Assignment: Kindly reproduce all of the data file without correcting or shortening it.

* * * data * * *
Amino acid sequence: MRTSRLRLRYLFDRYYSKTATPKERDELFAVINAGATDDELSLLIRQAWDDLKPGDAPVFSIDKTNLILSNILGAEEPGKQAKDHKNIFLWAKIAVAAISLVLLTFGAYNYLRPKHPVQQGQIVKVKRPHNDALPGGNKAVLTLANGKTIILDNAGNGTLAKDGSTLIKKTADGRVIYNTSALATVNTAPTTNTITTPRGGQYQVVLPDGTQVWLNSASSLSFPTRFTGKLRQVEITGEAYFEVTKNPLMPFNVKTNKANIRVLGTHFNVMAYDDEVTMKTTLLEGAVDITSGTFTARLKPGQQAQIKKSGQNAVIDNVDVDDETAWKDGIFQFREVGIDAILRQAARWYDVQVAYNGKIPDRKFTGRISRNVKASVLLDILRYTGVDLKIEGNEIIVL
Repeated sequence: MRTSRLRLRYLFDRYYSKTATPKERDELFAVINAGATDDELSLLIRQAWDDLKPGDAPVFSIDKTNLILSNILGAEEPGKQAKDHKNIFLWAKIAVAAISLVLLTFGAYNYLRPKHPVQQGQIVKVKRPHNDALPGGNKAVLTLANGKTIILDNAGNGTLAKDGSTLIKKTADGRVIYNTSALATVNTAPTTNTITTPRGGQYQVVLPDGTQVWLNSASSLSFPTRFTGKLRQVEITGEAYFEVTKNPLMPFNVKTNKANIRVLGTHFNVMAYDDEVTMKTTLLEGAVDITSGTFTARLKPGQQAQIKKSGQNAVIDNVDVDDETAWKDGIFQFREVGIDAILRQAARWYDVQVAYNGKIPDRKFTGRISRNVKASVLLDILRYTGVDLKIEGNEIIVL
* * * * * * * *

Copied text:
Amino acid sequence: MRTSRLRLRYLFDRYYSKTATPKERDELFAVINAGATDDELSLLIRQAWDDLKPGDAPVFSIDKTNLILSNILGAEEPGKQAKDHKNIFLWAKIAVAAISLVLLTFGAYNYLRPKHPVQQGQIVKVKRPHNDALPGGNKAVLTLANGKTIILDNAGNGTLAKDGSTLIKKTADGRVIYNTSALATVNTAPTTNTITTPRGGQYQVVLPDGTQVWLNSASSLSFPTRFTGKLRQVEITGEAYFEVTKNPLMPFNVKTNKANIRVLGTHFNVMAYDDEVTMKTTLLEGAVDITSGTFTARLKPGQQAQIKKSGQNAVIDNVDVDDETAWKDGIFQFREVGIDAILRQAARWYDVQVAYNGKIPDRKFTGRISRNVKASVLLDILRYTGVDLKIEGNEIIVL
Repeated sequence: MRTSRLRLRYLFDRYYSKTATPKERDELFAVINAGATDDELSLLIRQAWDDLKPGDAPVFSIDKTNLILSNILGAEEPGKQAKDHKNIFLWAKIAVAAISLVLLTFGAYNYLRPKHPVQQGQIVKVKRPHNDALPGGNKAVLTLANGKTIILDNAGNGTLAKDGSTLIKKTADGRVIYNTSALATVNTAPTTNTITTPRGGQYQVVLPDGTQVWLNSASSLSFPTRFTGKLRQVEITGEAYFEVTKNPLMPFNVKTNKANIRVLGTHFNVMAYDDEVTMKTTLLEGAVDITSGTFTARLKPGQQAQIKKSGQNAVIDNVDVDDETAWKDGIFQFREVGIDAILRQAARWYDVQVAYNGKIPDRKFTGRISRNVKASVLLDILRYTGVDLKIEGNEIIVL